If you are reading this post, you are likely dealing both as an individual, an organization, and a member of your community with the ongoing COVID-19 pandemic. Us too!
At Health Equity Initiative, we are deeply concerned about the potential impact of this outbreak on vulnerable and marginalized populations both in the United States and globally. These communities are likely to be the most affected by the outbreak as they face many barriers to recommended COVID-19 mitigation measures.
For example, while for many it's a privilege to work from home in these trying times, many Americans are part of the gig economy and/or don't have access to paid leave, so they sadly have to choose between putting food on the table and protecting themselves. Some people may even lose their jobs as restaurants and other facilities are closing worldwide. Across the world, elderly people increasingly live in isolation and lack the kind of community and social support to shop safely for food or make sure they don't run out of life-saving medications for chronic conditions that may affect them. Homeless people and people who live in jails in the United States, or rural communities in many parts of the world may not have the resources (yes, I am talking about soap and water) for complying with something as simple as washing one's hands. Many college students may not have a "home" to go back to because of poverty, marginalization, broken homes, and other socially-determined factors. For people who live in overcrowded homes or shelters, it may not be easy to practice "social distancing." Access to affordable and quality care varies for millions of people. Many immigrants may fear seeking help because of increasing xenophobia and doubts on whether to trust there won't be any legal consequences. And finally, the millions of children who live in poverty in the United States had to wait or are still waiting for new approaches to get the meals they need being delivered outside of schools.
We don’t often associate the built environment of our cities as having a major role in health outcomes but as the world’s populations become increasingly city dwelling, the impact of where people live work and play on their overall health is coming sharply into focus. Besides access to affordable health care, access to affordable housing and healthy food markets, and proximity to safe playgrounds, parks, sports fields and community spaces all play a role in contributing to people’s sense of well-being and their health outcomes. In other words, your zip code is more important than your genetic code in determining health outcomes!1,2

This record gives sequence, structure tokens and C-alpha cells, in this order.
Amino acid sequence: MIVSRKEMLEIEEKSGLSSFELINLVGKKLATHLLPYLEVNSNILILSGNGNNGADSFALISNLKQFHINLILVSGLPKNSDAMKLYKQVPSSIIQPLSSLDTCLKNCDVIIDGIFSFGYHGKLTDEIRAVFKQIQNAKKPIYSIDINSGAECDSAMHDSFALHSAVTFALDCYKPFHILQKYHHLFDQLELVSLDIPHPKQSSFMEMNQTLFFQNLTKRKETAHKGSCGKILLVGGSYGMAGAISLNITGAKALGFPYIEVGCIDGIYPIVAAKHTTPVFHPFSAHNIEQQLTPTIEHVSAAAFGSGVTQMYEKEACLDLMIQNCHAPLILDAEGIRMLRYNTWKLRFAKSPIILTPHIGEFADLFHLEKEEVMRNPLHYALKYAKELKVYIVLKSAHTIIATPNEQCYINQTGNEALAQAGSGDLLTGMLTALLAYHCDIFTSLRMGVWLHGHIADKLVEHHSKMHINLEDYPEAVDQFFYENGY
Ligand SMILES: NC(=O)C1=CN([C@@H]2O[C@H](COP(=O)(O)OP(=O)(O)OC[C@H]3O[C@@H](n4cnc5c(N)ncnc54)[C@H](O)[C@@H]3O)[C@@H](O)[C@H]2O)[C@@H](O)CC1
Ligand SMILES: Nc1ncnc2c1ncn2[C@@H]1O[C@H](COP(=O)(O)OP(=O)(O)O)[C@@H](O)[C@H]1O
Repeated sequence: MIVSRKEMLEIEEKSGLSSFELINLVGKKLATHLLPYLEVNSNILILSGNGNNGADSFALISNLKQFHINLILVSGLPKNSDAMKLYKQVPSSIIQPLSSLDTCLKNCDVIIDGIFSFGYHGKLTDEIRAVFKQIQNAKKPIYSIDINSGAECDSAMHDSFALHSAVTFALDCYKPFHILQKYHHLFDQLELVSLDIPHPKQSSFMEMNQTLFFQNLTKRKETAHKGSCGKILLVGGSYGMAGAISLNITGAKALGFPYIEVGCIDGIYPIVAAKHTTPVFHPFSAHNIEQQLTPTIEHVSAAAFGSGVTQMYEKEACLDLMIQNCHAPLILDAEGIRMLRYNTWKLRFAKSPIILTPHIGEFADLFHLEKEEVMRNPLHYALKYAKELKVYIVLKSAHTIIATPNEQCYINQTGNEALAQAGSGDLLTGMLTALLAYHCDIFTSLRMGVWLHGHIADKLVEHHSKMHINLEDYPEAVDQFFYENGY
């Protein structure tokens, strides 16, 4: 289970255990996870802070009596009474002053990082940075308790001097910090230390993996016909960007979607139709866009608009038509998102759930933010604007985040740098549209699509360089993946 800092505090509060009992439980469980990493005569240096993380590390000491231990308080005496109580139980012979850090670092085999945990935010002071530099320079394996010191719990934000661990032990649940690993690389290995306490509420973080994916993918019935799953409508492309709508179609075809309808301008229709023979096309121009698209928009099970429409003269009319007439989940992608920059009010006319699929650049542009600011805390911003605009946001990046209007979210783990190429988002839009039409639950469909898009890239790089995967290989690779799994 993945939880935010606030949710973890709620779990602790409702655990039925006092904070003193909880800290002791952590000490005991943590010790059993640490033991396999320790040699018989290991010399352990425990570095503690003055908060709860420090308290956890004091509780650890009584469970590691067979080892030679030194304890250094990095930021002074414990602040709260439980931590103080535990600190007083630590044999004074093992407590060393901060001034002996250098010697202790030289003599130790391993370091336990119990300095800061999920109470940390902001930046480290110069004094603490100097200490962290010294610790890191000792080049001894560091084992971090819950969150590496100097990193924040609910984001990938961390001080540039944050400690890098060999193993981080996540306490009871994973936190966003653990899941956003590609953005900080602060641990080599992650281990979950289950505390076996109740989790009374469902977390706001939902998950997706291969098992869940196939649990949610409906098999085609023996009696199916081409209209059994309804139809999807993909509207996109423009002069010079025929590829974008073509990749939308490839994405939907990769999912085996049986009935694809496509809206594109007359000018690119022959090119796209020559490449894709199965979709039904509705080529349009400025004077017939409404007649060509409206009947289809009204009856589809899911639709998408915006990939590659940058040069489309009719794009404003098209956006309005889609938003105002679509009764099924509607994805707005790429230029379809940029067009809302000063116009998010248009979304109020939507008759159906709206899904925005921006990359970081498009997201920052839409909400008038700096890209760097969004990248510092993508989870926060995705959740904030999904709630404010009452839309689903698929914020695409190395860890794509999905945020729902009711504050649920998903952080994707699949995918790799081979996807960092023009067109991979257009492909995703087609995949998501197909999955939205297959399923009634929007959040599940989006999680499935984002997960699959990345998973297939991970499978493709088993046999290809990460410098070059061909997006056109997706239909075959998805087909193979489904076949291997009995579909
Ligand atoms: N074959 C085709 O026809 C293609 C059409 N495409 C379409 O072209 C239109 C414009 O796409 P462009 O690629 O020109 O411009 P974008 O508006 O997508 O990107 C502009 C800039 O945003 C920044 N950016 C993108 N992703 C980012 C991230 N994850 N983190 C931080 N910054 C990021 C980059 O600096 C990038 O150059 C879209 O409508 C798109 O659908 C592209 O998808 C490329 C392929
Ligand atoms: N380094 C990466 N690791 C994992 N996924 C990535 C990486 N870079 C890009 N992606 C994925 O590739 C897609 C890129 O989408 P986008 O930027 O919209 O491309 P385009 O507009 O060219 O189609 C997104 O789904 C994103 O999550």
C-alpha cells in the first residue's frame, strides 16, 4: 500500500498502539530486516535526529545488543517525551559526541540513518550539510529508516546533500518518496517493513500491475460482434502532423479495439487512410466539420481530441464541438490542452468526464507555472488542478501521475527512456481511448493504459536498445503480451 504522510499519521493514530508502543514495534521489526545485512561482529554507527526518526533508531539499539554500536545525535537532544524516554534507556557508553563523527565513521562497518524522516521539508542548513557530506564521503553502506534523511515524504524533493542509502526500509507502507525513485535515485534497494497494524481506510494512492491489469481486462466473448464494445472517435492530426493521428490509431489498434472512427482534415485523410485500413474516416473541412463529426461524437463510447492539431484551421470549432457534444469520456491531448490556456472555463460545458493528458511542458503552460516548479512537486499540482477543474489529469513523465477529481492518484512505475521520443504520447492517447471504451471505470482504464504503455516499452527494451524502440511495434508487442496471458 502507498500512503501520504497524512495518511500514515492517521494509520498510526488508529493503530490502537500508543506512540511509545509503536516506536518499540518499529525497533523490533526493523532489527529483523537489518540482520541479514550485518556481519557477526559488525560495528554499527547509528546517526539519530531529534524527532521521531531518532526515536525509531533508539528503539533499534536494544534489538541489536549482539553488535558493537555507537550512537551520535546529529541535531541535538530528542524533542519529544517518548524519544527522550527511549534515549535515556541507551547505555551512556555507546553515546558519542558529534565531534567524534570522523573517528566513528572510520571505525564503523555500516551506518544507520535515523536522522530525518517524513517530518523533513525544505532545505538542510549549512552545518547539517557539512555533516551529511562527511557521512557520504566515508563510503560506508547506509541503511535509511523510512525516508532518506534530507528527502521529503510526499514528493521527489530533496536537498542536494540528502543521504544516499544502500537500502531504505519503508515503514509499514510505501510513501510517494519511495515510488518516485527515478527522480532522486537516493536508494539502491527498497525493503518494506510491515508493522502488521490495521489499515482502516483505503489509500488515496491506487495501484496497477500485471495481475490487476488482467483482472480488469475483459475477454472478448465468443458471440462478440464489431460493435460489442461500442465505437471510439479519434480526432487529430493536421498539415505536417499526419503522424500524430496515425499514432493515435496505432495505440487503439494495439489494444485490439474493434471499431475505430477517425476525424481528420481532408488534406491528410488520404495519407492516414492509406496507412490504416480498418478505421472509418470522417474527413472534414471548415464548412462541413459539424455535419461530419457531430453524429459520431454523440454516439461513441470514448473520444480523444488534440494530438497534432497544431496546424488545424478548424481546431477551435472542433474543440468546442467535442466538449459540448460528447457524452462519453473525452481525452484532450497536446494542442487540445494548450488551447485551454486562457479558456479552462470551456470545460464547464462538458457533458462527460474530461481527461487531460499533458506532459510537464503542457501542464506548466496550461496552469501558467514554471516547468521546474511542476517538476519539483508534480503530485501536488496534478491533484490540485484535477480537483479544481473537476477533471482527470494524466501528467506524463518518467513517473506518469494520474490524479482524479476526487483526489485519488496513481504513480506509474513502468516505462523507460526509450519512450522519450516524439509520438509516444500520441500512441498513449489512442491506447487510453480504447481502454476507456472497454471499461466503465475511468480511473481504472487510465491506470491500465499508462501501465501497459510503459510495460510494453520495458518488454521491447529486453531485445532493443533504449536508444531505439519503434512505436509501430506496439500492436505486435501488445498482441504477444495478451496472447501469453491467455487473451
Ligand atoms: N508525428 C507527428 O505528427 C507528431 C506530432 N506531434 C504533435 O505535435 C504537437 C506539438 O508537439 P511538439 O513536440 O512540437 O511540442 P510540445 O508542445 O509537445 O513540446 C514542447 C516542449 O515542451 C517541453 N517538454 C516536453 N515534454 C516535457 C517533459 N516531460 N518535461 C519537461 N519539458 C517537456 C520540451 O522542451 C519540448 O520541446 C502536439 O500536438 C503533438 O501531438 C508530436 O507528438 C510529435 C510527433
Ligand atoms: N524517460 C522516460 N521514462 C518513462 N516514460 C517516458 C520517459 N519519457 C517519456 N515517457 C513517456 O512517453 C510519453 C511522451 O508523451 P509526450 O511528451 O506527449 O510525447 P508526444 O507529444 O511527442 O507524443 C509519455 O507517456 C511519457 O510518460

All around New York City there is an up-zoning and building frenzy in older neighborhoods, which is creating a mushrooming of highrise luxury towers without enough attention paid to community needs, particularly truly affordable housing. Older residents are being displaced, income inequality and segregation are exacerbated as neighborhood’s communities fragment and infrastructure is strained. Yes- new development is good, but how can it be made to be more forward-thinking? How can we develop strategies to make it more comprehensive, sustainable and resilient to climate change while addressing the communities’ needs?
Back in 2012, Dr. Renata Schiavo, Health Equity Initiative's Founder and Board President, wrote an inaugural website post on why we need a social movement for health equity. Eight years later, many of the actions suggested in the post are still timely. Read to learn about 5 simple steps to help advance health equity!
January 6, 2012 at 2:02 am
We Need A Social Movement for Health Equity! Here Are 5 Easy Ways You Can Help in 2012!
by Renata Schiavo
Happy New Year from all of us at Health Equity Initiative! May 2012 bring better chances for better health among vulnerable and underserved populations! Yet, this may not be possible without first building a social movement around health equity issues.
Ask yourself: how often do people in your community, family, organization, and/or professional networks speak about health equity or are even aware that the health experience of vulnerable or underserved populations may differ from the experience of other more privileged groups? How many people know that the place where they live or work, or their ability to access not only healthcare services, but also transportation, adequate housing, education, health information, jobs, social support, or others may affect their opportunity to stay healthy or effectively cope with disease? Not only is good health a fundamental human right, but it is also a necessary pre-condition to secure and maintain jobs or succeed on one’s studies and/or many other small and big endeavors of everyday life. Advancing health equity is key to making sure that people can be happy, self-sustaining and productive in their everyday lives.
Renata Schiavo, PhD, MA, CCL
Alka Mansukhani, PhD, MS
Radhika Ramesh, MA
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